Wed Aug 01, 2007 4:39 am
...my brother has been pulling his hair out trying to figure out why his Cub will run like a champ, cutting grass, for 15-20 minutes, then all of a sudden it dies "like someone turned the switch off". Then, it won't start until it cools down, then runs again well for 15-20 minutes, then dies again. He has changed the points/plugs/condenser/coil/regulator/etc., and has good battery. What could be causing it to die when it is hot?
Wed Aug 01, 2007 6:39 am
Could be a plugged vent in the gas cap. But we really need more information. When it dies, you need to check to see if you still have spark to the plugs. If the spark is still nice and hot you need to check the fuel system. If the spark is weak or absent you need to re-check the ignition system. The most common cause of this type of problem is a bad coil. You might also check to assure that your replacement coil was a 12 volt coil and see if it requires an external resistor for operation.
Wed Aug 01, 2007 4:52 pm
...nope, there is no vacuum in gas tank.
...he replaced his coil, said the clerk told him it had a resistor inside it.
HOWEVER, he said that the coil gets very, very hot....he does not know if there is any internal safeguards to shut it down when it gets so hot.
...he thought he had spark when it died, but when he gets off it to problem solve when it dies, he does not have a means to check to make sure there is a spark. We'll have to work on that.
...thanks for your thoughts.
Wed Aug 01, 2007 5:19 pm
My experience has been with my '52, which I converted to 12v and didn't use a resistor before my coil. It would get VERY hot, and then the tractor wouldn't start until it cooled almost all the way down. I have since replaced the coil and put a resistor inline with the power supply to the coil, with no problems since.
There are many parts that just don't function when they get too hot. I think that is one of the reasons ignition coils are filled with oil - to dissipate heat.
One other thing I have done is have the coil hooked up with the wrong polarity, which has a similar effect.
Just a couple of points from my own "duh" moments.
Wed Aug 01, 2007 5:32 pm
Long shot here, how about a bad radiator which inturn allows the motor to get so hot that Vapor lock occurs
Check your rad , blow some air thru the cooling fins and flush the system
Fri Aug 03, 2007 4:45 pm
Jackman.... Oooooh! Vapor Lock
I have had a similar problem (Cub dies when engine is hot + won't start until it cools down). Gosh, you should be on Car Talk with Klick & Klack!
I'm thinking that, in Lil's case, the starter motor seized because of the engine heat. It's got to the point where we've have to jump-start at the battery-starter wire connection and that seems to un-freeze it. Although my Cub's radiator doesn't look corroded and there are no leaks that I can see, the engine does run hot and I keep having to check the coolant. I wonder if it's losing fluid when I'm running it. On the other hand, I too use it to mow a LOTTA grass and I run it a lot longer than 20 minutes at a time, over thick, lush grass. I stop when the gas runs out.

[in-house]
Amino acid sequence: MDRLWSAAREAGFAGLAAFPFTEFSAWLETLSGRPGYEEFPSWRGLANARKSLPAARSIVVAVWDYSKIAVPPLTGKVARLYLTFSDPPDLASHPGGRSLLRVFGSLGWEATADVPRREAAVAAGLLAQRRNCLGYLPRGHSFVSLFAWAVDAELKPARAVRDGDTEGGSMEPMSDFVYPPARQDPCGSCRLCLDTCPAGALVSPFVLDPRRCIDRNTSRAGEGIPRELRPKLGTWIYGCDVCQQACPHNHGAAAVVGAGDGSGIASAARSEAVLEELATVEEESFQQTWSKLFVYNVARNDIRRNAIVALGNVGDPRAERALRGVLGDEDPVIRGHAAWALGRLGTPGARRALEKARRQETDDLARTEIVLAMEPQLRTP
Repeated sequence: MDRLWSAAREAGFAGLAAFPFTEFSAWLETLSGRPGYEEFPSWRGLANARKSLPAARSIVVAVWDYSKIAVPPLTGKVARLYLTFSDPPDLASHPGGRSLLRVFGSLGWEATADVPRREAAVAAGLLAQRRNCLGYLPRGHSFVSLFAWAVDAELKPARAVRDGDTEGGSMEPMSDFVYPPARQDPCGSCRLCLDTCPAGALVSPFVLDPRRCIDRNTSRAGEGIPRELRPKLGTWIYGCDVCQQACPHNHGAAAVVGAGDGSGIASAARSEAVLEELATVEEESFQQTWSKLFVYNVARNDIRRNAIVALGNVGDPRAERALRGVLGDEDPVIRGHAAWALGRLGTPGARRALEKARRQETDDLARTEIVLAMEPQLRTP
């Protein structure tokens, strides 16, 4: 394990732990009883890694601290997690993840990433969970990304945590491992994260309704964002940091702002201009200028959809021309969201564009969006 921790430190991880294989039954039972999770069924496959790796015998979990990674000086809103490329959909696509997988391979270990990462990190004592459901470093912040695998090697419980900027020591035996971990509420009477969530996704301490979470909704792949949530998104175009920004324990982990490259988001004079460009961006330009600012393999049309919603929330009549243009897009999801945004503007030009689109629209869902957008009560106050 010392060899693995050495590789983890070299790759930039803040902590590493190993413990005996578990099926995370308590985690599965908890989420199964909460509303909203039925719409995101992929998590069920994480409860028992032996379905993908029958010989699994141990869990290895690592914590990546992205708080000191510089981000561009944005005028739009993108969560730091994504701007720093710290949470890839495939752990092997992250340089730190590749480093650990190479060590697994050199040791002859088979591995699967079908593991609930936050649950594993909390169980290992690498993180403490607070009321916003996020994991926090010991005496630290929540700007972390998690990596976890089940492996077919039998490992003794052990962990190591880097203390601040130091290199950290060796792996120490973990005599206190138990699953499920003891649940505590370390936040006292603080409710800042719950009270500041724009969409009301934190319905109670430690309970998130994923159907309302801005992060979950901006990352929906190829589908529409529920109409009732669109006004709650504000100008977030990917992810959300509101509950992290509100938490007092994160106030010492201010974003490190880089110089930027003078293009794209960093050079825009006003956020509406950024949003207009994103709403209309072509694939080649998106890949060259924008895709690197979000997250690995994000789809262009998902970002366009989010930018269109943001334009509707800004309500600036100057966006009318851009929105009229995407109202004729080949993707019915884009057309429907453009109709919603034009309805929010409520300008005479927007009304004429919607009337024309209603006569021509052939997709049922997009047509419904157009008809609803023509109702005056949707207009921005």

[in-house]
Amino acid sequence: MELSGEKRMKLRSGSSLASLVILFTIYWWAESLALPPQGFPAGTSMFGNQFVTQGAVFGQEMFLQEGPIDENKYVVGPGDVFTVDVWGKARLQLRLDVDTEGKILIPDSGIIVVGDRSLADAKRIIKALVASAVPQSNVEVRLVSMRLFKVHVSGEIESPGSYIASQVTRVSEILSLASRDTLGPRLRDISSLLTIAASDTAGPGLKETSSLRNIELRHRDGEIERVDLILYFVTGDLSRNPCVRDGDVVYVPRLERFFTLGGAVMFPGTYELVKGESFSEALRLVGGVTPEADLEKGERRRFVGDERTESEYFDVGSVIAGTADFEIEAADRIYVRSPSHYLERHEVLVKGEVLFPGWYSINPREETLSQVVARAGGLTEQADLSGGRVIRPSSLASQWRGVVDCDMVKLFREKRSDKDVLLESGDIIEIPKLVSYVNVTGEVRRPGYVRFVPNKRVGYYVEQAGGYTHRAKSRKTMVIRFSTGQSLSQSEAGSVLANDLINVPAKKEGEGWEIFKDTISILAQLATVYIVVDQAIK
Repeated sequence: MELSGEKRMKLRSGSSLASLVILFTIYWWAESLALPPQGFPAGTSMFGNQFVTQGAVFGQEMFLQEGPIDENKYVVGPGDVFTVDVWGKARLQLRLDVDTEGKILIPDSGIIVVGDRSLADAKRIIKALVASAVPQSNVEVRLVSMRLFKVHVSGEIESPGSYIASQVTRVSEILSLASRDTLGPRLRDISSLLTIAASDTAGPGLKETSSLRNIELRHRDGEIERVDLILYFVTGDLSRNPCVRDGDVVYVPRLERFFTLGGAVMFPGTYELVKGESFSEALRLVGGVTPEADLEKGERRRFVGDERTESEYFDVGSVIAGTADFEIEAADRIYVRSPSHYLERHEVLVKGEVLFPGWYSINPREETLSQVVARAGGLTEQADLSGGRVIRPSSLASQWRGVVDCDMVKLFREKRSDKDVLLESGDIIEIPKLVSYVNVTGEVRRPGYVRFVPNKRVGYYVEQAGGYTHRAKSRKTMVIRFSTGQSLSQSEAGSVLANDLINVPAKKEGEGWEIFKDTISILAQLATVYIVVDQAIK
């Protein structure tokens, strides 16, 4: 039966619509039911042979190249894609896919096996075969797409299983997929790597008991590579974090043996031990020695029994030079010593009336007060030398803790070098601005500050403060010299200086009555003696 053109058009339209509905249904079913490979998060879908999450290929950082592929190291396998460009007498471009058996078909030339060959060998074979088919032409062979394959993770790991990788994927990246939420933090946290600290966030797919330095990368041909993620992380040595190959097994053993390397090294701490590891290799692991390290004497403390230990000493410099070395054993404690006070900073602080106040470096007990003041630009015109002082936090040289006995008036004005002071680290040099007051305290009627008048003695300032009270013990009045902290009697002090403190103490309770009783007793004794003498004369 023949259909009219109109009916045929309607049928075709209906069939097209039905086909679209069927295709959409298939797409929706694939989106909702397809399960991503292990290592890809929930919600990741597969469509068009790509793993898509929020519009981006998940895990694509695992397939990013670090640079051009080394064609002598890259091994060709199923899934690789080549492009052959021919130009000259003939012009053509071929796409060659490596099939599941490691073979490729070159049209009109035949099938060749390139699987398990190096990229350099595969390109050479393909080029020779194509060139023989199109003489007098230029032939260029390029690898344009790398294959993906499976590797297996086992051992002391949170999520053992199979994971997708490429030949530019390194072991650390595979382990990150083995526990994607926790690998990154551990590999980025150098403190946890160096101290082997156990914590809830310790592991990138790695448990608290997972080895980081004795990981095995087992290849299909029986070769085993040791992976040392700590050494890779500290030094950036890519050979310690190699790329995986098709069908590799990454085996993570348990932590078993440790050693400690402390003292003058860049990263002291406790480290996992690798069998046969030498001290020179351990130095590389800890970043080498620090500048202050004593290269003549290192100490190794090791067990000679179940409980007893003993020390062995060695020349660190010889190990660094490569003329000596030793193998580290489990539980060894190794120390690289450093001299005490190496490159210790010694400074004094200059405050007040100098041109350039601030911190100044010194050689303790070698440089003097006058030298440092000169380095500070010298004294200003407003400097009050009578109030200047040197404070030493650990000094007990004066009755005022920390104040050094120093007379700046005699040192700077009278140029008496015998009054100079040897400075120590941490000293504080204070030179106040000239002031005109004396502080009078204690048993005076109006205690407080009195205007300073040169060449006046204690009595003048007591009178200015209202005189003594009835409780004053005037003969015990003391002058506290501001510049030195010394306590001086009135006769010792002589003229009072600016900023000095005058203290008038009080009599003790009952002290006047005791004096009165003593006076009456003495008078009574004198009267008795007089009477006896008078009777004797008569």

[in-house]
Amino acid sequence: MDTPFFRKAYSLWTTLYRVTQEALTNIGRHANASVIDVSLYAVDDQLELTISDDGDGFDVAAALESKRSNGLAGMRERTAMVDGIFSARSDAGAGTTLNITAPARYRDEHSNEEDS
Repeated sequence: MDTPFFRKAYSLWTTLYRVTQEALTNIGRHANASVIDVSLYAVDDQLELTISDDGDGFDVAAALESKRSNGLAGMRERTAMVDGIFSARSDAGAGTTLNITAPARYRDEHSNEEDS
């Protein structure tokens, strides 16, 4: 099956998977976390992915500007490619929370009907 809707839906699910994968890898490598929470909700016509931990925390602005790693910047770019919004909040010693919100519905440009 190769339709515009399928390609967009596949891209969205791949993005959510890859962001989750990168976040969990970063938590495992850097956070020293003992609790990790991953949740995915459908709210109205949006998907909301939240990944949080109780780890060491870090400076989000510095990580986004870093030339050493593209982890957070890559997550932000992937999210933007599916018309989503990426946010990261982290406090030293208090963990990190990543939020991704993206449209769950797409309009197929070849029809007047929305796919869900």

I got good advice here, which was to take the starter motor to someone and have it checked out to isolate the problem. Fortunately, just down the road from me there is a mechanic who specializes in auto electrical systems and actually advertises for 'antiques & agricultural'
What a find, and what a great thing it is to live in a farm-oriented community where somebody like that is in business.
Fri Aug 03, 2007 5:35 pm
Oooooh! Vapor Lock
I have had a similar problem (Cub dies when engine is hot + won't start until it cools down).
Although my Cub's radiator doesn't look corroded and there are no leaks that I can see, the engine does run hot and I keep having to check the coolant. I wonder if it's losing fluid when I'm running it.Jocelyn
Vaper lock. Not on a gravity fed fuel system such as found on most farm tractors including the Cubs.
Coolant. The cooling system does not have a water pump. The water circulates by thermosyphon. If you fill the radiator to the top, as the engine warms and the water expands - excess water is expelled out of the overflow.
If you can see water above the core - If you can see water in the radiator - it's ok. I live in hill country. Every so often I have to add a quart to the radiator. It spills out when going down hill - radiator gets lower than the engine.
Engine dies when hot. There are several causes. The most common is a bad ignition coil.
Suggestion. Flush out the cooling system. The thermosyphon cooling system has a tendency to accumulate crud around the bottom of the cylinders in the water jacket and in the lower radiator housing. This crud around the piston cylinders will cause the pistons and cylinders not to dissipate heat.
Fri Aug 03, 2007 7:01 pm
Gotta agree with Eugene , possible bad coil...... After I posted the vapor lock thery I was thinkin hey is that even possible with a gravity feed carb
So much for Click and Klack
Wed Aug 08, 2007 4:54 pm
...thanks to all on your suggestions for my brothers Cub. The suggestion about the hot coil needing a resistor appears to have solved the problem. My brother did replace the coil, but for some reason there was no resistor on the old one (as there may have been on the previous one), or the previous owner took the resistor off, or who knows what. Regardless, he went to town and got a small resistor, put in on with the new coil, now it runs and does not die. He is greatly appreciative of all the suggestions and input, you guys are great.
Wed Aug 08, 2007 5:09 pm
rla - thanks for the feedback. It really helps to know what the problem was. We're glad he's up and running again.
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